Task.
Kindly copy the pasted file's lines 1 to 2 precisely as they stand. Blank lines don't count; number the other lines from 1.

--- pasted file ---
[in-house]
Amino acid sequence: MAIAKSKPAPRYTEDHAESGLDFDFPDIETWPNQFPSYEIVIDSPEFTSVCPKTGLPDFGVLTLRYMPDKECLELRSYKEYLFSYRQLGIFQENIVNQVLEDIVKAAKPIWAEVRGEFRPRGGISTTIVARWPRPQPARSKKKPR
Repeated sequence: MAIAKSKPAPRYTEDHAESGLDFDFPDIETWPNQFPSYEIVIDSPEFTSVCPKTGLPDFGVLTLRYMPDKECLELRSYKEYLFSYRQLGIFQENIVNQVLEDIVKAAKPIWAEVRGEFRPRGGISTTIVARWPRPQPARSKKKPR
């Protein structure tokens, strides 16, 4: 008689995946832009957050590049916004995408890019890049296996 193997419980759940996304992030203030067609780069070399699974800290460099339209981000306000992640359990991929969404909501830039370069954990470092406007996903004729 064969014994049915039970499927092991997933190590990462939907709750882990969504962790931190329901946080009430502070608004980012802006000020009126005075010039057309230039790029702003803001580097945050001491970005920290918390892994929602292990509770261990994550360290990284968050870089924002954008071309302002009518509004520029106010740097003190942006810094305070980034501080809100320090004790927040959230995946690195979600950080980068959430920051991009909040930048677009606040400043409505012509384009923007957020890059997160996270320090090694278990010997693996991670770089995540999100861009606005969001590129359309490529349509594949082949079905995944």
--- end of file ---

[in-house]
Amino acid sequence: MAIAKSKPAPRYTEDHAESGLDFDFPDIETWPNQFPSYEIVIDSPEFTSVCPKTGLPDFGVLTLRYMPDKECLELRSYKEYLFSYRQLGIFQENIVNQVLEDIVKAAKPIWAEVRGEFRPRGGISTTIVARWPRPQPARSKKKPR